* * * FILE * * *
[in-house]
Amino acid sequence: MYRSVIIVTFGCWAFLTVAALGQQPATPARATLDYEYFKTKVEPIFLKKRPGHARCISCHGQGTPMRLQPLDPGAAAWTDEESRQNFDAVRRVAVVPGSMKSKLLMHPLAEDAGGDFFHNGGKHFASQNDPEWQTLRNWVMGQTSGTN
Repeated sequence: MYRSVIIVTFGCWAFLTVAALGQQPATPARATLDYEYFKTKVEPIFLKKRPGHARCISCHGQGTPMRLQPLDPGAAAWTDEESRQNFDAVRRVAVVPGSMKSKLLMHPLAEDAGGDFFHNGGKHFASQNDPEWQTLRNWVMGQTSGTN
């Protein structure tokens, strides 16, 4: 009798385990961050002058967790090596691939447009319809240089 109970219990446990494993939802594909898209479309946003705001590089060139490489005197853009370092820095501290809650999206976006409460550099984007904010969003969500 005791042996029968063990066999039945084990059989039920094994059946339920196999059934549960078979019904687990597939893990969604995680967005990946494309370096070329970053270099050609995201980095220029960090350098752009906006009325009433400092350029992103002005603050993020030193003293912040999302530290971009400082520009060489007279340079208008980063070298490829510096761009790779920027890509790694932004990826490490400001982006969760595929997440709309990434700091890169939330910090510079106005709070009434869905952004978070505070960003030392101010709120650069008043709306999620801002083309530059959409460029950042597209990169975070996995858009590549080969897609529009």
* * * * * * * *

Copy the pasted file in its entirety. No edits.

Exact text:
[in-house]
Amino acid sequence: MYRSVIIVTFGCWAFLTVAALGQQPATPARATLDYEYFKTKVEPIFLKKRPGHARCISCHGQGTPMRLQPLDPGAAAWTDEESRQNFDAVRRVAVVPGSMKSKLLMHPLAEDAGGDFFHNGGKHFASQNDPEWQTLRNWVMGQTSGTN
Repeated sequence: MYRSVIIVTFGCWAFLTVAALGQQPATPARATLDYEYFKTKVEPIFLKKRPGHARCISCHGQGTPMRLQPLDPGAAAWTDEESRQNFDAVRRVAVVPGSMKSKLLMHPLAEDAGGDFFHNGGKHFASQNDPEWQTLRNWVMGQTSGTN
């Protein structure tokens, strides 16, 4: 009798385990961050002058967790090596691939447009319809240089 109970219990446990494993939802594909898209479309946003705001590089060139490489005197853009370092820095501290809650999206976006409460550099984007904010969003969500 005791042996029968063990066999039945084990059989039920094994059946339920196999059934549960078979019904687990597939893990969604995680967005990946494309370096070329970053270099050609995201980095220029960090350098752009906006009325009433400092350029992103002005603050993020030193003293912040999302530290971009400082520009060489007279340079208008980063070298490829510096761009790779920027890509790694932004990826490490400001982006969760595929997440709309990434700091890169939330910090510079106005709070009434869905952004978070505070960003030392101010709120650069008043709306999620801002083309530059959409460029950042597209990169975070996995858009590549080969897609529009």